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U.S. Secretary of State Antony Blinken departs for Kenya on Monday, the first stop on a three-nation tour of Africa. Blinken will meet with Kenya’s president, who just returned from Ethiopia, to discuss that country’s internal war. Some experts fear Ethiopia’s political leadership will not agree to end the yearlong conflict.

This week, U.S. Secretary of State Antony Blinken kicks off his visit to Africa by stopping in Kenya before heading to Nigeria and Senegal.

Blinken will meet Kenya’s President Uhuru Kenyatta to discuss East Africa’s regional political and security situation.

Professor Chacha Nyaigotti Chacha, a specialist in diplomacy and international relations at the University of Nairobi, says Blinken’s visit shows the urgency needed for stability in the region.

“To show that there is peace and tranquility in the Horn of Africa, America recognizes the role that Kenya will have to continue to play to support the international community initiatives which are being undertaken by IGAD, the East African Community and by the African Union Commission and the world at large,” said Chacha.

The escalating war in Ethiopia has raised fears of a coup and instability in East Africa’s most populous nation.

The rebel Tigray People’s Liberation Front and other armed groups have threatened to march to Addis Ababa to overthrow Ethiopian Prime Minister Ahmed Abiy’s government.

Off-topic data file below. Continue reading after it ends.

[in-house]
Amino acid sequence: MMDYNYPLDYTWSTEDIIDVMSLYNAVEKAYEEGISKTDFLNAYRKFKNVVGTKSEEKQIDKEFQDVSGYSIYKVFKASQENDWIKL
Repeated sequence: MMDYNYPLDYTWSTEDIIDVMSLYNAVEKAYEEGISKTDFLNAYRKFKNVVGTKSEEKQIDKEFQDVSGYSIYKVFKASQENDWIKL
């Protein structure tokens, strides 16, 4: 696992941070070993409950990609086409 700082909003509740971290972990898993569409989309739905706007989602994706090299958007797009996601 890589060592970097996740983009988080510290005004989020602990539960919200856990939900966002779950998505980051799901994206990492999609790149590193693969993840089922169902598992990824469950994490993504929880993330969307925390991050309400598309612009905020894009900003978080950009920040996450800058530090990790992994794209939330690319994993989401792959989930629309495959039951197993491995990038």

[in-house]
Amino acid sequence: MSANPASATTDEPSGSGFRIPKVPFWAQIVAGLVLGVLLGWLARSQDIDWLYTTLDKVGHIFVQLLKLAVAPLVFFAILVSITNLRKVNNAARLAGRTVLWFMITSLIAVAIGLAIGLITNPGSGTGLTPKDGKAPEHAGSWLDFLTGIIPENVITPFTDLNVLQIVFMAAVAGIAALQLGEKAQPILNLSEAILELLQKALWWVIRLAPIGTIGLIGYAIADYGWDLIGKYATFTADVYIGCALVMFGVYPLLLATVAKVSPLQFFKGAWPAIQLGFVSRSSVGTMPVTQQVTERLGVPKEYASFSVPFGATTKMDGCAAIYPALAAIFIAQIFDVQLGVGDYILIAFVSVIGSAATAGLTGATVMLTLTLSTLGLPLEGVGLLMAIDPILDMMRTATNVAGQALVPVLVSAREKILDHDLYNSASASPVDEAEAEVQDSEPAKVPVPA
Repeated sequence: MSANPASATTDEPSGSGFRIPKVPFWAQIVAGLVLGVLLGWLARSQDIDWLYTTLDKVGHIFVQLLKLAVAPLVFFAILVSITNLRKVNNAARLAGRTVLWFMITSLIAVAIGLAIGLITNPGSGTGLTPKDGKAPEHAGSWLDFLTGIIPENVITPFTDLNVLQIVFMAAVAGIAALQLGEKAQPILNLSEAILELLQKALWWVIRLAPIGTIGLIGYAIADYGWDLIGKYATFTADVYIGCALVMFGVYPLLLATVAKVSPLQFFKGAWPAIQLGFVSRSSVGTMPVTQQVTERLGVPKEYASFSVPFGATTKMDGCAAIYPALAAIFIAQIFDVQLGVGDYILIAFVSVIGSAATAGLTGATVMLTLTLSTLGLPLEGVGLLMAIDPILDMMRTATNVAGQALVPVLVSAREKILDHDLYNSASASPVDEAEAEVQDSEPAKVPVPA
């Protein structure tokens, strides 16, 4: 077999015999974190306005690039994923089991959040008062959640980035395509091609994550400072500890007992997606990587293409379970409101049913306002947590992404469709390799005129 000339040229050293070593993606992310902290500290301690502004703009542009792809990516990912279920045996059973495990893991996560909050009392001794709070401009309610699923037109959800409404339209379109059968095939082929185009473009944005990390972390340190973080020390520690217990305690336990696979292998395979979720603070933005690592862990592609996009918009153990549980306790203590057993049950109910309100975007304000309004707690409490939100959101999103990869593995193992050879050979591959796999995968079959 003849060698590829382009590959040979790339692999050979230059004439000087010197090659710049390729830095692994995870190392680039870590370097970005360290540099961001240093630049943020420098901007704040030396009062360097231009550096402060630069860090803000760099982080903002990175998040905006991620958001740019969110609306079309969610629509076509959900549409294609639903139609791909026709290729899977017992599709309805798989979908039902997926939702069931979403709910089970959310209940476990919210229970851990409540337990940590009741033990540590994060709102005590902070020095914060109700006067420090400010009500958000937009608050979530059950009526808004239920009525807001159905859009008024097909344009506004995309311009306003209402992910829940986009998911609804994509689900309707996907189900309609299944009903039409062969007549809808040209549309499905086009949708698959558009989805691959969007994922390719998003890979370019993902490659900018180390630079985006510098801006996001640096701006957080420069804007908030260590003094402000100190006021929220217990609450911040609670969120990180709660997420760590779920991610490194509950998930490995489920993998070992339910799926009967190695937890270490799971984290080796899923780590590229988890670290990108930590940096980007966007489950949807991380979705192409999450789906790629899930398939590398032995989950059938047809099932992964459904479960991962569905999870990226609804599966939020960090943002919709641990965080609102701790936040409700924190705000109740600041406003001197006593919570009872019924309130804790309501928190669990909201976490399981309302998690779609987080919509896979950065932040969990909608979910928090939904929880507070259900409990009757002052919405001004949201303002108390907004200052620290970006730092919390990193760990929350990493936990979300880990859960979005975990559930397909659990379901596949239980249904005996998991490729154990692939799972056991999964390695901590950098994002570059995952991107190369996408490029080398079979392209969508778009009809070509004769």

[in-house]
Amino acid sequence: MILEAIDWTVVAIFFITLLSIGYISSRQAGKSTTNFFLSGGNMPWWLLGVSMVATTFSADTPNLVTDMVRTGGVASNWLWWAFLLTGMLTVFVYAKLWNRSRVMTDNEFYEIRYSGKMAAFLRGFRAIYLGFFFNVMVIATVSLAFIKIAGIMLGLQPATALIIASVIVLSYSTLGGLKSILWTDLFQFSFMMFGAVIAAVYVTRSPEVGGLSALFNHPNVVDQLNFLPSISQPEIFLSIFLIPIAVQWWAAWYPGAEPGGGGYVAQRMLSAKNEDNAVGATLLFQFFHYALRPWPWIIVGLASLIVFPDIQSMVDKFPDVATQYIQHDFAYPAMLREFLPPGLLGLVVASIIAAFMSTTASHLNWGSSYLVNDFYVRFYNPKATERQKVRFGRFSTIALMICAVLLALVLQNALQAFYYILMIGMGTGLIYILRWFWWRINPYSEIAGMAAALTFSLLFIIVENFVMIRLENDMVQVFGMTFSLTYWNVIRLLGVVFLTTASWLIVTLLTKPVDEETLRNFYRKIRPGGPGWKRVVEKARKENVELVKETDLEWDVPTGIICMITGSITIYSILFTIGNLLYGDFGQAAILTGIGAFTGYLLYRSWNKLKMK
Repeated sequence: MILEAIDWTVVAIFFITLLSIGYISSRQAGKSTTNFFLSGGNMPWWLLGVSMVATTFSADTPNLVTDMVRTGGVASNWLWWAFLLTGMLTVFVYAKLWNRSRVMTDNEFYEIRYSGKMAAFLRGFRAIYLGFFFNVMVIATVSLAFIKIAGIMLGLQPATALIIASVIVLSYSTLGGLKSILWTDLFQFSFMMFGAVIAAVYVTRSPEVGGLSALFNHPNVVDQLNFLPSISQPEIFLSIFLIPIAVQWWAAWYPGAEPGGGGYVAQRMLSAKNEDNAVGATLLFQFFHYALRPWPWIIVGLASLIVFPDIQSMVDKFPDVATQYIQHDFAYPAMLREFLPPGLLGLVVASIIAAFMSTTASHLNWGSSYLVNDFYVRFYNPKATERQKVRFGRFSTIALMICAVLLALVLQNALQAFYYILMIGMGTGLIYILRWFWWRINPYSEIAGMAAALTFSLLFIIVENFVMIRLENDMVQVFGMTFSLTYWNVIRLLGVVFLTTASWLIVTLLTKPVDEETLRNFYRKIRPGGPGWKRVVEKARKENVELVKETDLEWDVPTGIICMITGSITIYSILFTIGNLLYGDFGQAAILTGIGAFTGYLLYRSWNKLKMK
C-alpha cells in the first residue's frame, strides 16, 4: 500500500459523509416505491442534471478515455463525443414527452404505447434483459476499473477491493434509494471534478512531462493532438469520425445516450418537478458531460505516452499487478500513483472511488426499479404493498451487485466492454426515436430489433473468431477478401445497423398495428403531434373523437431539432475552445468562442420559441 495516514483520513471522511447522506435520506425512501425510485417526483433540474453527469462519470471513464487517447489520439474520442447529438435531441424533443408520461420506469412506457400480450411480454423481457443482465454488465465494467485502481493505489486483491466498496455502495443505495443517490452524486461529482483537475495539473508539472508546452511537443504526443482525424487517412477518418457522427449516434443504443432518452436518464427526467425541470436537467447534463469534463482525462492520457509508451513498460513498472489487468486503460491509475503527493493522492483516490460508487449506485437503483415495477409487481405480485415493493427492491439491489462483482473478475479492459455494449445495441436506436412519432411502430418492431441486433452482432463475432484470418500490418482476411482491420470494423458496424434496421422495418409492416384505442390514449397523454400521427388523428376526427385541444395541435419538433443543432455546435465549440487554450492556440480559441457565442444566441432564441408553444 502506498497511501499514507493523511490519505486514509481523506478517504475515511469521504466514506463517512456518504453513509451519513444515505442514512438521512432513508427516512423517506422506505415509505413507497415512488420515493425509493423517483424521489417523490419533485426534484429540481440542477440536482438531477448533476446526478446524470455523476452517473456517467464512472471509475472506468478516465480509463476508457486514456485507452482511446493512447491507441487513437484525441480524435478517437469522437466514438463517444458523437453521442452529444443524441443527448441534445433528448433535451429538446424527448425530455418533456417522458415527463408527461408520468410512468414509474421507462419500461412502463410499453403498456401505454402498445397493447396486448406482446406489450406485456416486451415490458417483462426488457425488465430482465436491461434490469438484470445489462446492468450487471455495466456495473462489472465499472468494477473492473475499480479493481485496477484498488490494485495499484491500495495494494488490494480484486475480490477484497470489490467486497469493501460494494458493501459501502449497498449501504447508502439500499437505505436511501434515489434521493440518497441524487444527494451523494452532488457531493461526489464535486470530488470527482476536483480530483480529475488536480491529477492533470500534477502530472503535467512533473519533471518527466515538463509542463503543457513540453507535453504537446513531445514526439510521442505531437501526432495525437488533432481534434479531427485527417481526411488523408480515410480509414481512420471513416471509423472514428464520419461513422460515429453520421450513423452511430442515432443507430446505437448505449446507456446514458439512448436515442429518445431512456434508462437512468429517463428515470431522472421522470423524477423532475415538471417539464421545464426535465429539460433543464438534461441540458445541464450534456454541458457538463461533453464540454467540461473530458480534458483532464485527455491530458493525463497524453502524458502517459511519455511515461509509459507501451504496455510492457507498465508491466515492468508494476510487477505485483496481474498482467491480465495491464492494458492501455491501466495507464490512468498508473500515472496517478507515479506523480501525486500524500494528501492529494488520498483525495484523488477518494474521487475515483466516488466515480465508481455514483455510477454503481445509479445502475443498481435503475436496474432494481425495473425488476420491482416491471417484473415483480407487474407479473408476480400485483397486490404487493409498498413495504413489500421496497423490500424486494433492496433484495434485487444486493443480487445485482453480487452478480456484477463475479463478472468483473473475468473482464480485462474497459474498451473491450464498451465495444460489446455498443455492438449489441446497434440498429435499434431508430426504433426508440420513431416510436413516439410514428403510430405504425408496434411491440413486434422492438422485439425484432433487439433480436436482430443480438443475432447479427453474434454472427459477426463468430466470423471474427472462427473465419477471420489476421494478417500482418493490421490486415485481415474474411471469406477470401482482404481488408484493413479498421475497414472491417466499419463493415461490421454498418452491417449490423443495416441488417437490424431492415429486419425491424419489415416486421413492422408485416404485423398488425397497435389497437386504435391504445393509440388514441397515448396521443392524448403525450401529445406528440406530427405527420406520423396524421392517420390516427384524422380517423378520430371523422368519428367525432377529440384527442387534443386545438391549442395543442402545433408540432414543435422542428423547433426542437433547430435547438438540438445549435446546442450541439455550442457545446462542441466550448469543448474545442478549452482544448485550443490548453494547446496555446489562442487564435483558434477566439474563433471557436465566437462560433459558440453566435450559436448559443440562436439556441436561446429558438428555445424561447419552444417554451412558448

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Kenya has been pushing for a ceasefire in the yearlong war, and on Sunday, Kenyatta met Abiy and Ethiopian President Sehle-Work Zewde to discuss security issues ahead of Secretary Blinken’s visit to Kenya.

Murithi Mutiga is the Horn of Africa project director at the International Crisis Group. He says international efforts are being made to help Ethiopia.

“We understand that there is a very significant quiet mediation going on in the background including the Kenyans, the former Nigerian President Olusegun Obasanjo and we hope that this will continue and potentially a resolution will be found,” said Mutiga. “But you know the lesson of history has been that the Ethiopians usually try to settle their dispute internally by force. So, unfortunately, we have to be a little realistic about what is possible.”

U.S. Horn of Africa envoy Jeffrey Feltman came to the region early this month, but the security situation has remained the same.

Mutiga says the Ethiopian government and its opponents need to find a quick solution to the crisis.

“We now see that the war has entered its second year with no end in sight,” said Mutiga. “It’s more critical than ever given Ethiopia’s contribution to peace within the region. It’s more urgent than ever that they find a resolution, because continued instability in Ethiopia will definitely have a very significant spillover effect, not to mention the horrible cost internally in terms of lives lost but also an economy that is also in critical care.”

Last week, the U.S. government imposed sanctions on the Eritrean military, officials and businesses to show its opposition to the war. Eritrean troops have fought alongside Ethiopian troops in the north of the country.

The warring sides continue to dig into the crisis, as Tigray leadership push for the ouster of Prime Minister Abiy while the government is demanding recognition before any negotiation can take place.

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